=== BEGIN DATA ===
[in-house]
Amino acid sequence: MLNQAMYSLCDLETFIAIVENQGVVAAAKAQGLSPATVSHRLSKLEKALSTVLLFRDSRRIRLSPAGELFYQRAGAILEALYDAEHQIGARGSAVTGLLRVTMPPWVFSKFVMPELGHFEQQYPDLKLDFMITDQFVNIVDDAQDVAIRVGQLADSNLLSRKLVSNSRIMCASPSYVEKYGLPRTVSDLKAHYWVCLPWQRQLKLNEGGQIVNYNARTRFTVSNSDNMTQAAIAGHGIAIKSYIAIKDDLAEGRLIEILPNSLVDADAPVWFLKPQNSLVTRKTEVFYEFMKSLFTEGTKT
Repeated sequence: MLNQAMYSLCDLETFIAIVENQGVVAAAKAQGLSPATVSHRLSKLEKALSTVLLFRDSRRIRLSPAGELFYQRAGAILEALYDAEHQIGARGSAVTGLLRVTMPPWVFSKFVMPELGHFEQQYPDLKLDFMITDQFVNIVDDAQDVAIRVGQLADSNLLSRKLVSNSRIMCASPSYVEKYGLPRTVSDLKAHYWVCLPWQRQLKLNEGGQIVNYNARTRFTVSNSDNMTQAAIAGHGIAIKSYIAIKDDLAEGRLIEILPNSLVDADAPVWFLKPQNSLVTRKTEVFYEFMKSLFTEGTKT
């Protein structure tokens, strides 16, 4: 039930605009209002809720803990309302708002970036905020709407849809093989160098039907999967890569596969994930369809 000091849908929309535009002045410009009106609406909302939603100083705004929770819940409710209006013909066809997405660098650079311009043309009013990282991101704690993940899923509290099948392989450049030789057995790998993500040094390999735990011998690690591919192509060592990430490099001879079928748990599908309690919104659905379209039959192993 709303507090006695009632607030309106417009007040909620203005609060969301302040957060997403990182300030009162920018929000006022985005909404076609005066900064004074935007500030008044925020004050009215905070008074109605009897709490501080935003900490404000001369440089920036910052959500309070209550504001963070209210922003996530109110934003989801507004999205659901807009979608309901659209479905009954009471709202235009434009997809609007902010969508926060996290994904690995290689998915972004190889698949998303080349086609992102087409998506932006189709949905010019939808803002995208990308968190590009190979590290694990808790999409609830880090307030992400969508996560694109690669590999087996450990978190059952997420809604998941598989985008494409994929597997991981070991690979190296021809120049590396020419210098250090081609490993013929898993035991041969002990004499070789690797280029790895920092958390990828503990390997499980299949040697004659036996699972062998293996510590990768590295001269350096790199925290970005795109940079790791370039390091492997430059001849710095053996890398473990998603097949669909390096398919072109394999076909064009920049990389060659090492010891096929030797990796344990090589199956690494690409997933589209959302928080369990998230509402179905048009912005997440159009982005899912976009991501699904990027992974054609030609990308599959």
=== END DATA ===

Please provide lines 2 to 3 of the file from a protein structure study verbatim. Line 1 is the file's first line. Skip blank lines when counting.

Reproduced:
Amino acid sequence: MLNQAMYSLCDLETFIAIVENQGVVAAAKAQGLSPATVSHRLSKLEKALSTVLLFRDSRRIRLSPAGELFYQRAGAILEALYDAEHQIGARGSAVTGLLRVTMPPWVFSKFVMPELGHFEQQYPDLKLDFMITDQFVNIVDDAQDVAIRVGQLADSNLLSRKLVSNSRIMCASPSYVEKYGLPRTVSDLKAHYWVCLPWQRQLKLNEGGQIVNYNARTRFTVSNSDNMTQAAIAGHGIAIKSYIAIKDDLAEGRLIEILPNSLVDADAPVWFLKPQNSLVTRKTEVFYEFMKSLFTEGTKT
Repeated sequence: MLNQAMYSLCDLETFIAIVENQGVVAAAKAQGLSPATVSHRLSKLEKALSTVLLFRDSRRIRLSPAGELFYQRAGAILEALYDAEHQIGARGSAVTGLLRVTMPPWVFSKFVMPELGHFEQQYPDLKLDFMITDQFVNIVDDAQDVAIRVGQLADSNLLSRKLVSNSRIMCASPSYVEKYGLPRTVSDLKAHYWVCLPWQRQLKLNEGGQIVNYNARTRFTVSNSDNMTQAAIAGHGIAIKSYIAIKDDLAEGRLIEILPNSLVDADAPVWFLKPQNSLVTRKTEVFYEFMKSLFTEGTKT